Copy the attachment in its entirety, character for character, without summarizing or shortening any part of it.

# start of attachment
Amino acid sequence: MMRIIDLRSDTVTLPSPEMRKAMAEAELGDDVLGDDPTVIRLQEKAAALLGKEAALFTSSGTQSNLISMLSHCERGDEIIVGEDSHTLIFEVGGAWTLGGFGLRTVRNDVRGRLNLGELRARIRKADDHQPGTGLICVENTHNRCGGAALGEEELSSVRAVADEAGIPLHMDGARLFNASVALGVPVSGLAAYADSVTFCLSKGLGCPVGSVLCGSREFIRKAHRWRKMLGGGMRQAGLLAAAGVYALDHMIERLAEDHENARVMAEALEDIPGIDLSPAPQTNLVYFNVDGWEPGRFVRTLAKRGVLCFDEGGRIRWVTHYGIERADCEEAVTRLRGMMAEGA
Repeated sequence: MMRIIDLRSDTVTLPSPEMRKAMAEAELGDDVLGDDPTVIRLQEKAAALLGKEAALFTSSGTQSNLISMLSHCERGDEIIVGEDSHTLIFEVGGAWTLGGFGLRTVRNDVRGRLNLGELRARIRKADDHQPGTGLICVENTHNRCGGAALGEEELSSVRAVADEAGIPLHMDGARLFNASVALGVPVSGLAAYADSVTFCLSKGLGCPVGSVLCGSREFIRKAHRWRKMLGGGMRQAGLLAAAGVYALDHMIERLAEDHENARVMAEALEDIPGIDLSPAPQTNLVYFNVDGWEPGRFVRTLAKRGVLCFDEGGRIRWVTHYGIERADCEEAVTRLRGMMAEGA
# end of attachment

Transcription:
Amino acid sequence: MMRIIDLRSDTVTLPSPEMRKAMAEAELGDDVLGDDPTVIRLQEKAAALLGKEAALFTSSGTQSNLISMLSHCERGDEIIVGEDSHTLIFEVGGAWTLGGFGLRTVRNDVRGRLNLGELRARIRKADDHQPGTGLICVENTHNRCGGAALGEEELSSVRAVADEAGIPLHMDGARLFNASVALGVPVSGLAAYADSVTFCLSKGLGCPVGSVLCGSREFIRKAHRWRKMLGGGMRQAGLLAAAGVYALDHMIERLAEDHENARVMAEALEDIPGIDLSPAPQTNLVYFNVDGWEPGRFVRTLAKRGVLCFDEGGRIRWVTHYGIERADCEEAVTRLRGMMAEGA
Repeated sequence: MMRIIDLRSDTVTLPSPEMRKAMAEAELGDDVLGDDPTVIRLQEKAAALLGKEAALFTSSGTQSNLISMLSHCERGDEIIVGEDSHTLIFEVGGAWTLGGFGLRTVRNDVRGRLNLGELRARIRKADDHQPGTGLICVENTHNRCGGAALGEEELSSVRAVADEAGIPLHMDGARLFNASVALGVPVSGLAAYADSVTFCLSKGLGCPVGSVLCGSREFIRKAHRWRKMLGGGMRQAGLLAAAGVYALDHMIERLAEDHENARVMAEALEDIPGIDLSPAPQTNLVYFNVDGWEPGRFVRTLAKRGVLCFDEGGRIRWVTHYGIERADCEEAVTRLRGMMAEGA